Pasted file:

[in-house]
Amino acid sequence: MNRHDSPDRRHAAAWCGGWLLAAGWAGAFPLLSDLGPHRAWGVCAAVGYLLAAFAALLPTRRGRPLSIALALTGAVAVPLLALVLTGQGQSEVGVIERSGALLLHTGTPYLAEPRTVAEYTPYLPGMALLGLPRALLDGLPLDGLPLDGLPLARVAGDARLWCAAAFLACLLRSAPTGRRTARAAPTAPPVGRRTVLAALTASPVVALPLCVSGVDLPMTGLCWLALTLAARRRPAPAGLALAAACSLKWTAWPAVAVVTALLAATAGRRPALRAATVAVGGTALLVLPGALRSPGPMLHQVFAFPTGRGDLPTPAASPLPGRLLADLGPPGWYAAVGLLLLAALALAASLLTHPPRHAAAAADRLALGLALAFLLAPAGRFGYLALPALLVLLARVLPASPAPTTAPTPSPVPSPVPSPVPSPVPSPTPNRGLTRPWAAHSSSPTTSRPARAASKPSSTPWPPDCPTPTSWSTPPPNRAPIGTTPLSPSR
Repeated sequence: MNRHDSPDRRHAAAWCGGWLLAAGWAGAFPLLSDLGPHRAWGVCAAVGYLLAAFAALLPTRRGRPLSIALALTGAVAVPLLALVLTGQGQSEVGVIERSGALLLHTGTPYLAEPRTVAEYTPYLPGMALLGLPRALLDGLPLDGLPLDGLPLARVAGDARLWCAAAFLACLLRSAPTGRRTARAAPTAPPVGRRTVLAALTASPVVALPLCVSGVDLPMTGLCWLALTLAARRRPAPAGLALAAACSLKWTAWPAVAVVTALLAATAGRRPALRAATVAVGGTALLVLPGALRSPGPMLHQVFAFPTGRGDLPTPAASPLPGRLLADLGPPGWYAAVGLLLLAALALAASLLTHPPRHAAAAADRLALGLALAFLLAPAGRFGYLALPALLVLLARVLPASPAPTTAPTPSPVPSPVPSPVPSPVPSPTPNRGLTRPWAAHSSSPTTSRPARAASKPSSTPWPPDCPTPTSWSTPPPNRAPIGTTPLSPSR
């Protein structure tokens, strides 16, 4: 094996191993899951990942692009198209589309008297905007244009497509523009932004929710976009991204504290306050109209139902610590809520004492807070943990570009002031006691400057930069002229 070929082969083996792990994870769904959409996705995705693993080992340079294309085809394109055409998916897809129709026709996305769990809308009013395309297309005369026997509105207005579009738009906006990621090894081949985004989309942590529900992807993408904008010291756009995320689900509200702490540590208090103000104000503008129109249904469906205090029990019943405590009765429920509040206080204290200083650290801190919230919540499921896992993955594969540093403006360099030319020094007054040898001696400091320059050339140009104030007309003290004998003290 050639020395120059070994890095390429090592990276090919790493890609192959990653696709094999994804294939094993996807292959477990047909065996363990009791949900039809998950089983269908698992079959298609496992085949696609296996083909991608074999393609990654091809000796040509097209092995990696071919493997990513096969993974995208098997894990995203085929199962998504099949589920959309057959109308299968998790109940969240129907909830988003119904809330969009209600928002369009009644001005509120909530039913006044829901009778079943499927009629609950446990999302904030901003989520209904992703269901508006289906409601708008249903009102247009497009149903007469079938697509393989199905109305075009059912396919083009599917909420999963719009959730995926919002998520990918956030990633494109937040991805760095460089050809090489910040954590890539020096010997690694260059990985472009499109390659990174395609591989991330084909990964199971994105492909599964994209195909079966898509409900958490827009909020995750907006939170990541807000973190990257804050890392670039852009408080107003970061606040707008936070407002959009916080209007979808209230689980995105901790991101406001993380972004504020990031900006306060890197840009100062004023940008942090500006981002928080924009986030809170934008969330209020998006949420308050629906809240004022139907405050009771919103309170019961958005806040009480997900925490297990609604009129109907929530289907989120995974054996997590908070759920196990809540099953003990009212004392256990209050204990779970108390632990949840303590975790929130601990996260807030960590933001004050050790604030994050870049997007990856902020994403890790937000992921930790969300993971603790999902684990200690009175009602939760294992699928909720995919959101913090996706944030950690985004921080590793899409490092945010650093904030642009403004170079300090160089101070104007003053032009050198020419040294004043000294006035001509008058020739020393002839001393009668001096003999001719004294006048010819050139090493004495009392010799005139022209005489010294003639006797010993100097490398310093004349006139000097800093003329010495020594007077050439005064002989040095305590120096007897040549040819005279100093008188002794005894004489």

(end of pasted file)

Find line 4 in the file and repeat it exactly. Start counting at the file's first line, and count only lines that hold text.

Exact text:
């Protein structure tokens, strides 16, 4: 094996191993899951990942692009198209589309008297905007244009497509523009932004929710976009991204504290306050109209139902610590809520004492807070943990570009002031006691400057930069002229 070929082969083996792990994870769904959409996705995705693993080992340079294309085809394109055409998916897809129709026709996305769990809308009013395309297309005369026997509105207005579009738009906006990621090894081949985004989309942590529900992807993408904008010291756009995320689900509200702490540590208090103000104000503008129109249904469906205090029990019943405590009765429920509040206080204290200083650290801190919230919540499921896992993955594969540093403006360099030319020094007054040898001696400091320059050339140009104030007309003290004998003290 050639020395120059070994890095390429090592990276090919790493890609192959990653696709094999994804294939094993996807292959477990047909065996363990009791949900039809998950089983269908698992079959298609496992085949696609296996083909991608074999393609990654091809000796040509097209092995990696071919493997990513096969993974995208098997894990995203085929199962998504099949589920959309057959109308299968998790109940969240129907909830988003119904809330969009209600928002369009009644001005509120909530039913006044829901009778079943499927009629609950446990999302904030901003989520209904992703269901508006289906409601708008249903009102247009497009149903007469079938697509393989199905109305075009059912396919083009599917909420999963719009959730995926919002998520990918956030990633494109937040991805760095460089050809090489910040954590890539020096010997690694260059990985472009499109390659990174395609591989991330084909990964199971994105492909599964994209195909079966898509409900958490827009909020995750907006939170990541807000973190990257804050890392670039852009408080107003970061606040707008936070407002959009916080209007979808209230689980995105901790991101406001993380972004504020990031900006306060890197840009100062004023940008942090500006981002928080924009986030809170934008969330209020998006949420308050629906809240004022139907405050009771919103309170019961958005806040009480997900925490297990609604009129109907929530289907989120995974054996997590908070759920196990809540099953003990009212004392256990209050204990779970108390632990949840303590975790929130601990996260807030960590933001004050050790604030994050870049997007990856902020994403890790937000992921930790969300993971603790999902684990200690009175009602939760294992699928909720995919959101913090996706944030950690985004921080590793899409490092945010650093904030642009403004170079300090160089101070104007003053032009050198020419040294004043000294006035001509008058020739020393002839001393009668001096003999001719004294006048010819050139090493004495009392010799005139022209005489010294003639006797010993100097490398310093004349006139000097800093003329010495020594007077050439005064002989040095305590120096007897040549040819005279100093008188002794005894004489």